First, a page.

Ebony Marshall-Oliver: We had a few unions come to see the show and it was very interesting, their feedback. We had some of the Starbucks workers that were trying to unionize and it was very interesting to do the show that night because they were very vocal. [FADE UP MUSIC: Atmospheric drone] When Linda was asking questions, they were very like, "That's right!" and "No, don't do that!" And "No!" And so when the first person switched, there was an applause where we had never gotten an applause before.

Mei Ann Teo: Snapping, saying like, "Yaaaas", you know. There was one night that was just so lit because like we had the union folks and every time someone turned, there was a celebration. There were like, "Yeah! Someone turned!"

Sarah Hughes: I think it's cool that there's art being made about these really like fundamental struggles in people's lives. And there's just so little of that talked about. You know, there's so little sort of like worker and working class art, like in the mainstream where we talk about like people having shitty jobs and how do you fight back against that? And, you know, the people who do so are so passionate and their deserves to be more art about that.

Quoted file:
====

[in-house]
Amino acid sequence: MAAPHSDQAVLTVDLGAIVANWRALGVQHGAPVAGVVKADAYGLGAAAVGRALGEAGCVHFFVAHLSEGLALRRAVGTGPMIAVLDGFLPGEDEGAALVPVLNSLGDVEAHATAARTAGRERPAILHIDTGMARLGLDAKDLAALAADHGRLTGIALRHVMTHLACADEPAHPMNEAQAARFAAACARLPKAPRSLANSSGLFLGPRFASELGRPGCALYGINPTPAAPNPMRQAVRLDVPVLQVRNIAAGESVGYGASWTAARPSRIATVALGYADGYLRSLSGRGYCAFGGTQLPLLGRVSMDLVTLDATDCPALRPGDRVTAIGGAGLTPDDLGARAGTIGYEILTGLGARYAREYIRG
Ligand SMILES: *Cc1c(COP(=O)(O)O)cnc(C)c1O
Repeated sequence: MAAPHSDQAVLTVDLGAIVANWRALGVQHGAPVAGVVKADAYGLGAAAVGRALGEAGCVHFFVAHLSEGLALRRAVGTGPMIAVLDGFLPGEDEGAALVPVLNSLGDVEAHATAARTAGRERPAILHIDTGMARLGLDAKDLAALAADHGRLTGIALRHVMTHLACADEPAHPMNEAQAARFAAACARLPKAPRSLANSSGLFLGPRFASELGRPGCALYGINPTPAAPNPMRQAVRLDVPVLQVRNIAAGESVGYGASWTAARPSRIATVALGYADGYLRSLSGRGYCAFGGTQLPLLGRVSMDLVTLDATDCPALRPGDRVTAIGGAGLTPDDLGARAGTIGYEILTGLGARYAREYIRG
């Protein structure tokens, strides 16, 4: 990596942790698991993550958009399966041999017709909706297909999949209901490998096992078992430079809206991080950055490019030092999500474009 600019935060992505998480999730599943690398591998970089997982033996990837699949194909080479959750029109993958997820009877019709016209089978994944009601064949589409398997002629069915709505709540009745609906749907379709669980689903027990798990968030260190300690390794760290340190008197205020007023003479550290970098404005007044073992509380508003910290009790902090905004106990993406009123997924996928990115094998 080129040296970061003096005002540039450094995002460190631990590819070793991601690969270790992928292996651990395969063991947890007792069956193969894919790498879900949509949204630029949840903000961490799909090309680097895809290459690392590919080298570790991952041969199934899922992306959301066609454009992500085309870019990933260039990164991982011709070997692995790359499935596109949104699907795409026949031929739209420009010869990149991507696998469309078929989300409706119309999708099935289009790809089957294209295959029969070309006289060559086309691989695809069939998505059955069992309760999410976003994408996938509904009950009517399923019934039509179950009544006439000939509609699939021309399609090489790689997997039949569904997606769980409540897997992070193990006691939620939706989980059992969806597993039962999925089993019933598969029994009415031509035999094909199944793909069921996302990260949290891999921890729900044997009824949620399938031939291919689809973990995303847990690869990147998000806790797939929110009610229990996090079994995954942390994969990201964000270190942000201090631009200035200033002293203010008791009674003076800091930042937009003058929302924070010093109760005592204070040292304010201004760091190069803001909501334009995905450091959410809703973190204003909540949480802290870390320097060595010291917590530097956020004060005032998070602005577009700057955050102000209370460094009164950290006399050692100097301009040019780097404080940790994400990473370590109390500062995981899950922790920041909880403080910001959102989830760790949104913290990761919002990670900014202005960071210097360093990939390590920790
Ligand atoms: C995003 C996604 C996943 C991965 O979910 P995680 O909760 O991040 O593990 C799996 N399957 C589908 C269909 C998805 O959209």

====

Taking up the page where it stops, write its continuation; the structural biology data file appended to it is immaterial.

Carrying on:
Mei Ann Teo: So the end of the play... We come to the end and it had been one against ten, and by the end you have five who are like, "We, we can't give them our 7 minutes." And then the other five who are still on that side of like, "Yeah, let's just do it. The stakes are too high." And the youngest, the youngest character is left with that decision.

Ebony Marshall-Oliver: And we still don't know how they voted because the play ended with a cliffhanger of the last person. And so every night I was like, I was trying to figure out if I could figure out from her which way she was leaning. And I never did. I never did.